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SEM Chart of the Week


Good thing: 70% renewables and the looming shortfall

James Goldsmith Senior Consultant (Ireland)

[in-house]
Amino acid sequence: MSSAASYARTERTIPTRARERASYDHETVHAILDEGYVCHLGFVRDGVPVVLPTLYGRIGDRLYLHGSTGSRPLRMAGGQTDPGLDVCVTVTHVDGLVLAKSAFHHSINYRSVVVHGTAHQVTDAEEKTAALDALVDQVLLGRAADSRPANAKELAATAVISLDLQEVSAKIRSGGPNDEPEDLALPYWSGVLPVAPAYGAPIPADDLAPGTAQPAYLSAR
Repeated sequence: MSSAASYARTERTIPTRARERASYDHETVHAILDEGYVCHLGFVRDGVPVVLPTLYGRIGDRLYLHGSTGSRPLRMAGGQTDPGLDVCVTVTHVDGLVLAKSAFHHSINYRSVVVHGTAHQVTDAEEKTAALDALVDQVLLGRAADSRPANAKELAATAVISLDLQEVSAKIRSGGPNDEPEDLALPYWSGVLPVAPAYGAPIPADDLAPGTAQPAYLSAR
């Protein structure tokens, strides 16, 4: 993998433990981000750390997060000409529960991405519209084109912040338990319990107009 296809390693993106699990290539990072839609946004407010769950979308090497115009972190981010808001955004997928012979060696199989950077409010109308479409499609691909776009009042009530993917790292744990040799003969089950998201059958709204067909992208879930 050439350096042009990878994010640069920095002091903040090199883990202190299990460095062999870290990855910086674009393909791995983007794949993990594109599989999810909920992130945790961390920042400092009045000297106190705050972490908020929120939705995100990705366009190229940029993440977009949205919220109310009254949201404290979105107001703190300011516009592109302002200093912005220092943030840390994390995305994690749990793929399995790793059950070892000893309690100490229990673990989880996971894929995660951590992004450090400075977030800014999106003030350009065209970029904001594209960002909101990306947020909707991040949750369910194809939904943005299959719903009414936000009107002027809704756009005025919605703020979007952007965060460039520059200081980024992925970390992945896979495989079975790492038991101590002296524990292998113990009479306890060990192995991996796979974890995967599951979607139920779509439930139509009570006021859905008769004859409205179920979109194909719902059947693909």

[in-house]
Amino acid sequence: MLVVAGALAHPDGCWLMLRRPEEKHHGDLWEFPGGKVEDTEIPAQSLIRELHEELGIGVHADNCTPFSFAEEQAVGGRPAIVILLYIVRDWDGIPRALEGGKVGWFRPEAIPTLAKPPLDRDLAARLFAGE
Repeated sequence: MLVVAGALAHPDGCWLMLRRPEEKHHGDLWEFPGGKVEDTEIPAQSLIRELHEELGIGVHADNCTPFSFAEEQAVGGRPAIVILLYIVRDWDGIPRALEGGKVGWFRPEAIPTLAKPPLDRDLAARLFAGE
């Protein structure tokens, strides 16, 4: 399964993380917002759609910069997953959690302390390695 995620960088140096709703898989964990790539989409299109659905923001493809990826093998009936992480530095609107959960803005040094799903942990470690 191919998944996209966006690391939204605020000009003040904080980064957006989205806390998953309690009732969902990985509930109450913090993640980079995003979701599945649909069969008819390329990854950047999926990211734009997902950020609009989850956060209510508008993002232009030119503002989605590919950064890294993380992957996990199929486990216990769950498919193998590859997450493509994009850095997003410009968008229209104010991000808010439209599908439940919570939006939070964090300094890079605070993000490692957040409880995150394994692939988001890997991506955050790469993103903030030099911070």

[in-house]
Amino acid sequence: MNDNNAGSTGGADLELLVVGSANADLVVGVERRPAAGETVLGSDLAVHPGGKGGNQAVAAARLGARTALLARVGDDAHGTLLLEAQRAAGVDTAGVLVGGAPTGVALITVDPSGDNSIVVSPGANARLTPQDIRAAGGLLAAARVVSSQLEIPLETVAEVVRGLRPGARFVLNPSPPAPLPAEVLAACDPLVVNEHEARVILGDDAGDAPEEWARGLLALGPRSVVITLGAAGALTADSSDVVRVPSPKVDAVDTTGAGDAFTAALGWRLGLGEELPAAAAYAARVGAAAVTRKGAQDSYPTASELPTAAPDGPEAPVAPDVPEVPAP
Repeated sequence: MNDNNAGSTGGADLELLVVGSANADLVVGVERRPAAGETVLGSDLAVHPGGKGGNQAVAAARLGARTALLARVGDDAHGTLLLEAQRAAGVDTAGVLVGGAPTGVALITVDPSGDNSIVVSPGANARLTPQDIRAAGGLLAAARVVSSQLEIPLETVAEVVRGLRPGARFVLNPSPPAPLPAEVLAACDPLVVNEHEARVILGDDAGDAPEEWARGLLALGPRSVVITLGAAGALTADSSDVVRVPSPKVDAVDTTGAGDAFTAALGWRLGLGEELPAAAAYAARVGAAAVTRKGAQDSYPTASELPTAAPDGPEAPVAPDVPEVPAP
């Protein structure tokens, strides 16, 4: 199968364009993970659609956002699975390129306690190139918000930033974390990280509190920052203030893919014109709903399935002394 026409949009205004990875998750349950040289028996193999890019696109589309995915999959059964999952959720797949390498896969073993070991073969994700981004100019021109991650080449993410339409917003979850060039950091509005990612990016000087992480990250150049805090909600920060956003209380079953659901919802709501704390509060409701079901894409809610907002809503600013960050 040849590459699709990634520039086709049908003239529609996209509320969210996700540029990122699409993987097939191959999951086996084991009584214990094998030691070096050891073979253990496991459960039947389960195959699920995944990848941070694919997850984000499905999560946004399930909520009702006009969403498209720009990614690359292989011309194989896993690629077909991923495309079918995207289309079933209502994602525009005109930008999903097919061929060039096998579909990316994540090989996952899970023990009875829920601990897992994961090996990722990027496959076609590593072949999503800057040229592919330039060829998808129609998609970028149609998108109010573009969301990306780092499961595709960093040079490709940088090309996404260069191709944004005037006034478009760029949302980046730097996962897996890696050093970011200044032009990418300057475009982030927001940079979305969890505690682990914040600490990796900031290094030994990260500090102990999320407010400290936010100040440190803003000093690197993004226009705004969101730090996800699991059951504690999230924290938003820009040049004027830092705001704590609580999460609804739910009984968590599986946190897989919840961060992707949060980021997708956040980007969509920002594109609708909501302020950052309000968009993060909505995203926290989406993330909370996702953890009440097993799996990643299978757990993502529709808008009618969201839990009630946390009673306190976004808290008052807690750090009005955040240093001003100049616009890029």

The government has recently announced that Ireland will no longer be behind the rest of Europe when it comes to climate action. The announcement that 70% of electricity generated would come from renewables by 2030 was welcomed by many. It’s a great ambition but how realistic is it? In this week’s chart we look at routes to market for renewable assets required to meet the 2030 target. Where we stand According to EirGrid’s latest Capacity Generation Statement, Ireland currently has the capacity to produce between 8TWh and 9TWh from renewable sources annually, depending on wind generation in any given year. This makes up about 30% of Ireland’s demand, which currently stands at ~29TWh annually. EirGrid anticipates a growth in demand in Ireland of up to 40TWh by the end of the next decade, most of which is due to expansion in demand from large energy users such as data centres. With this additional demand, the 70% requirement from renewables grows to the region of ~28TWh.  Where we need to go As a result, Ireland will need to see a big increase in renewable generation of more than 20TWh. This is likely to come from onshore wind, offshore wind, solar and potentially biomass conversion of existing assets. The high-level design for the Renewable Electricity Support Scheme (RESS) gave the trajectory of the size of auctions in the years up to 2027, indicating that they will support an additional 12.5TWh of renewable generation. This, plus the 8-9TWh of ...

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